Eco Disposable Diapers

When it comes to diapering my husband and I chose to use both disposable diapers and cloth diapers. Sometimes it’s nice to be able to pull out a disposable diaper. So here are the eco-friendly disposable diapers we use. Some work better than other and some are better for the environment than others.

Quick, note. We also use standard disposable diapers. It takes 500 years for a standard disposable diaper to decompose so we try not to use them often. Supplementing with cloth diapers helps off-set our waste production. However, the eco friendly ones can be expensive so when we have a limited budget and the cloth diapers are in the wash we sometime have to use standard disposables. And if you have to also, it’s ok! Even just using a cloth diaper a few times a day or once a day makes a difference. And just using one pack of eco-friendly disposables once or twice every couple of months makes a difference.

  1. Naty

It was a little challenging finding diapers that can be composted or that werenaty biodegradable. These diapers are great because they do not have a lot of harsh chemicals in them and they are made from cornstarch film so they are biodegradable. Now, my baby pees a lot! I mean sometimes she’ll pee through a standard disposable in an hour or so. With that said, I had leak issues with this diaper. They just didn’t last very long for my child. But that could just be because my child has a heavy pee flow. Also, they do retain a soiled diaper very well. These diapers are made in Sweden I believe. So, living in America, I ended up purchasing mine on Target.com instead of through the Naty website. They cost me about $12 for a pack of 26. They can be hard to find but sometimes you have the option to buy in bulk. You can also find them on Amazon for about the same price. Visit the Naty site for more information here.

2. Seventh Generation

The pulp the diaper is made from is FSC Certified. That means the diapers come from responsibly managed forests that provide environmental, social and economic benefits. You can find out more about the FSC here. They use ink that is free from lead and heavy metals. The plastic packaging is recyclable. Their about $17 for a 36 pack and can be found on Amazon and at most retailers that sell diapers. I didn’t have any problems with these diapers and loved them! You can find out more about Seventh Generation here.

3. The Honest Company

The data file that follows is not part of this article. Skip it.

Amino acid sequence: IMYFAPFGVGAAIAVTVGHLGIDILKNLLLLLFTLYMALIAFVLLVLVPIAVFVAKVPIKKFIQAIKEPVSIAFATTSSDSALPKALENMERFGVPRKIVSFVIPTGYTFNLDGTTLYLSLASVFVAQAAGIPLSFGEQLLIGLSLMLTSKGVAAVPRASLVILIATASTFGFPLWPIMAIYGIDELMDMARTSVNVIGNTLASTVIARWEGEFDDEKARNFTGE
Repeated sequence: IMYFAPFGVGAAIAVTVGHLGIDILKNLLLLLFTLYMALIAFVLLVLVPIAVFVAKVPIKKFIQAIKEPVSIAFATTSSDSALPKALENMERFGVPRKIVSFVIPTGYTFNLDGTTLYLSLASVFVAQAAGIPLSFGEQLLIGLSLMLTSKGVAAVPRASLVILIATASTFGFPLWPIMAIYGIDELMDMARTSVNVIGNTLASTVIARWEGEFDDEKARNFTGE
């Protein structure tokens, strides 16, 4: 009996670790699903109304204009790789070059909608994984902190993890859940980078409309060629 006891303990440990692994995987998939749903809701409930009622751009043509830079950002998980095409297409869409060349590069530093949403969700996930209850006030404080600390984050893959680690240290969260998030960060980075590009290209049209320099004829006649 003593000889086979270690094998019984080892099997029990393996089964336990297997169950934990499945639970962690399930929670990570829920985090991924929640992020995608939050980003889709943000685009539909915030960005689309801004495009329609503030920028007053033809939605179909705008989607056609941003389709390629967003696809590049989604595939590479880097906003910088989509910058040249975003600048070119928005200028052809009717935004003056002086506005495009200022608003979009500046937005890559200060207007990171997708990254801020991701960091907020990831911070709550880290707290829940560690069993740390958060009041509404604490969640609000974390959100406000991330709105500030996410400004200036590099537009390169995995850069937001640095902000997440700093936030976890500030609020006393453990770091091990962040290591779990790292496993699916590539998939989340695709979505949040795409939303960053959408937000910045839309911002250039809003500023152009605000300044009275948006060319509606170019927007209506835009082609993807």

Ok, these are probably my favorite because they come in just cute design. I know, I know, the design shouldn’t matter. But they are so cute and trendy. And yes, I’m allowed to be basic sometimes and prefer one diaper over another because it’s cute. 🙂 But these diapers are seriously awesome! They are probably the best ones I’ve used so far. They aren’t used with chlorine or bleach. They have a plant-based inner and outer layer. And they are produced from sustainably managed forests. The honest company is a Green America certified Green Business. This means the company is recognized as a leader in environmental and social responsibility when it comes to their products. You can find out more about Green America here. They are about $14 a pack for 40 diapers (NB size), and you can buy a subscription to save money. You can find out more about Honest Company diapers here.

4. Babyganics

I hadn’t heard of these prior to giving birth but one day I ran out of diapers and my cloth ones were in the wash. So I scavenged the house and found a sample of these diapers in a Target welcoming kit. And let me tell you I love these and will buy more when the time comes. I didn’t have any leak issues and it really held the poo well. They are made from plan-based materials and there is no chlorine or latex. You can find our more about Babyganics here. You can buy a box of 90 (size 2) for about $25 online at Target.com. So they are pretty affordable.

Those are the three I have used but there are a ton of options out there.

Disclaimer: Information expressed in this article is solely the opinion of the writer. The writer is not held liable for any damage or health concerns resulting from information or endorsement from this article. If in doubt, always contact a health professional before using a new product on yourself or others.

*Article not sponsored by suggested companies.

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